Protecting Strawberries (and other allotment jobs for June)

Save your strawberries! Protect them from birds and slugs before they ripen, if you want to enjoy a plentiful crop. And there are plenty of other things to do at this time of year in the allotment or kitchen garden. 

Even if, like me, you haven't got much time to spare, you can still grow your own fruit and veg. I average about 80 minutes a week on my small allotment. By keeping it simple and straightforward, it's surprising how much you can get done. Here's what I'm doing this week...

Protecting Strawberries (and other allotment jobs for June)

There is nothing better than picking (and eating) your own fresh strawberries straight from the plant. The anticipation builds as they ripen and soften while you wait for them to be at their best (if you can wait that is). There is consequently nothing more disappointing than to find that someone else has got there first.

I'm not referring to greedy relatives, or thieving scrumpers - I mean of course the wildlife. The wildlife we try hard to attract to our gardens to add to the entertainment and pleasure a garden gives, and to help protect our plants from pests, can occasionally become the primary pest. 

Strawberries can come under attack from above and below. Those birds we encourage into our gardens to devour aphids and the like, are similar to us in that they much prefer fruit to insects. And the usual garden nemesis, the slugs, will also munch there way through our strawberries given half a chance.

I've put a couple of affiliate links to useful items in this post. The Green Fingered Blog is a participant in the Amazon EU Associates Programme, an affiliate advertising programme designed to provide a means for sites to earn advertising fees by advertising and linking to My promise to you is that there are only links to products I'd be willing to buy myself. If you do click through from this site and buy anything, I may receive a fee - just so you know.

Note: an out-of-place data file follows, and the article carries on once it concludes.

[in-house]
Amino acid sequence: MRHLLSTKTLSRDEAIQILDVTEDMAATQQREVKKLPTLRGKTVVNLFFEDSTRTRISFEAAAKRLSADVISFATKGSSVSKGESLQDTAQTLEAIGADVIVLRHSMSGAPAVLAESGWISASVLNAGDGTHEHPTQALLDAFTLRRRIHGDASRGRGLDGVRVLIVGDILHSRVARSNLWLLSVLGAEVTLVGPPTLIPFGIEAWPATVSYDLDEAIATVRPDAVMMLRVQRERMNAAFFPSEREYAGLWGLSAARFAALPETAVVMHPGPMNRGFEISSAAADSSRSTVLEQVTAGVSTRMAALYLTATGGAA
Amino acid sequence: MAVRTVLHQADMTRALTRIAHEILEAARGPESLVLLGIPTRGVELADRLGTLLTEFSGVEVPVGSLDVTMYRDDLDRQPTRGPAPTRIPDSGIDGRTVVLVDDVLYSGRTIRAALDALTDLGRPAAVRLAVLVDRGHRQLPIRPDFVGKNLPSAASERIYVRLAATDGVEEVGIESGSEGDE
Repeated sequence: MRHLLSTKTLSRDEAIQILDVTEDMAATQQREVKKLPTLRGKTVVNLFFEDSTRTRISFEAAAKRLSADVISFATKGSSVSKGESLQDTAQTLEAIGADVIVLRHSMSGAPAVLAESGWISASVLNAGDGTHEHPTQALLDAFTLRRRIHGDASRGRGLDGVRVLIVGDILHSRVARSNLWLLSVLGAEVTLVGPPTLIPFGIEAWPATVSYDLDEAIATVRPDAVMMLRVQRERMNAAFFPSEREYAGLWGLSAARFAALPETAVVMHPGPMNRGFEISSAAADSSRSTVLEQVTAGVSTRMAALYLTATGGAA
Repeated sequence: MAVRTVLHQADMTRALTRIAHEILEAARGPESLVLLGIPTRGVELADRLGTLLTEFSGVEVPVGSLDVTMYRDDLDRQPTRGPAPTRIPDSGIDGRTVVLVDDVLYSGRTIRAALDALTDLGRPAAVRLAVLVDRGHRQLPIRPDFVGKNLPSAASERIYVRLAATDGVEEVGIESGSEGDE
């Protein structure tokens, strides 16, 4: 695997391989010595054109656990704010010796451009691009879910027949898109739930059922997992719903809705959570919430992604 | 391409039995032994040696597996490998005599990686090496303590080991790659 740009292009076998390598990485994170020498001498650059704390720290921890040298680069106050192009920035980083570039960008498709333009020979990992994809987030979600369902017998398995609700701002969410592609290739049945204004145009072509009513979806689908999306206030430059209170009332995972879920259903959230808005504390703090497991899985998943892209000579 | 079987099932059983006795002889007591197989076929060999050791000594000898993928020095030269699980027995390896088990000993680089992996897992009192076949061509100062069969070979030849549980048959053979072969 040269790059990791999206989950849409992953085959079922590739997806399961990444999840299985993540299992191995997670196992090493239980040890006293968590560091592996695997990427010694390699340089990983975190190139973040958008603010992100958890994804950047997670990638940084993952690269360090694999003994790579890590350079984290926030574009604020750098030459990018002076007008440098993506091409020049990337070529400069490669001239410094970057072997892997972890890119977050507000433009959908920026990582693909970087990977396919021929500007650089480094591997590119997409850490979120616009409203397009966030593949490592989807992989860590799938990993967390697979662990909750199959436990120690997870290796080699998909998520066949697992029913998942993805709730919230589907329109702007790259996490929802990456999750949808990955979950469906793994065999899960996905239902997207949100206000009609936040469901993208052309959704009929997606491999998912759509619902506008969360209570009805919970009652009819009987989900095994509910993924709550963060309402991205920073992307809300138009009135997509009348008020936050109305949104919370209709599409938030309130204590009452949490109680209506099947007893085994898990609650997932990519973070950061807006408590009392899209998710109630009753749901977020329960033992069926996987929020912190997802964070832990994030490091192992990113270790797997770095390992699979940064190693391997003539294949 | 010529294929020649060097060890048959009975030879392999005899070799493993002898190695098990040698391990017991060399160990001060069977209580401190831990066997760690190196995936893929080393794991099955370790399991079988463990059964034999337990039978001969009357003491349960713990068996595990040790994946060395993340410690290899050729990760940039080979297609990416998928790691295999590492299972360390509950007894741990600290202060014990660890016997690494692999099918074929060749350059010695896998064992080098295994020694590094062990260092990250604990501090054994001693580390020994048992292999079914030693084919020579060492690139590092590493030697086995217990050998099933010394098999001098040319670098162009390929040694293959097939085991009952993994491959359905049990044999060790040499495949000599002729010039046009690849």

Spread straw around strawberries

I've spread straw across the strawberry bed so that any developing fruits rest on top of it. This keeps them off the soil so they are clean and dry. It helps stop them rotting and seems to make it more difficult for slugs to eat them. I've done them same to the ones I'm growing on the patio in containers.

Stop birds eating your strawberries by covering them with a net

I've built a net cage over and around my strawberries. It's very rustic, but does the job and cost me nothing:

Related: Recycle to protect your allotment crops or garden fruit and veg

Most of the year the strawberries are uncovered, right up until the fruit develops. Bees need access to pollinate the flowers, otherwise there would be no fruit. But once the berries appear, I cover them over so that birds can't get in. 

Strawberry bed with straw and net 80 Minute Allotment Green Fingered Blog
My strawberry bed, with straw and net